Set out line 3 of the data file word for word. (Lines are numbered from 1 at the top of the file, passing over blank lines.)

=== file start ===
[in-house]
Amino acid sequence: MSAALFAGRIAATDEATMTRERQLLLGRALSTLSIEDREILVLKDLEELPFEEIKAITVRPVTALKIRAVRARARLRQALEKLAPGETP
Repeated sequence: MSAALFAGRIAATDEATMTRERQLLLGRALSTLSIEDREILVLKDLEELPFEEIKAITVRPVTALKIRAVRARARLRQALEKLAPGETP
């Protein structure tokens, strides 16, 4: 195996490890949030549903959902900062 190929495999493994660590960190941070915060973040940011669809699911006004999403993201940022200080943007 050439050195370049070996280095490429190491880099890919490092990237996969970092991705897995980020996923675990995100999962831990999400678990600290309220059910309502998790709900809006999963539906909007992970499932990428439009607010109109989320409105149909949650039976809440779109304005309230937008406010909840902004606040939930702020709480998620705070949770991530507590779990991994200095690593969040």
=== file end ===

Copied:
Repeated sequence: MSAALFAGRIAATDEATMTRERQLLLGRALSTLSIEDREILVLKDLEELPFEEIKAITVRPVTALKIRAVRARARLRQALEKLAPGETP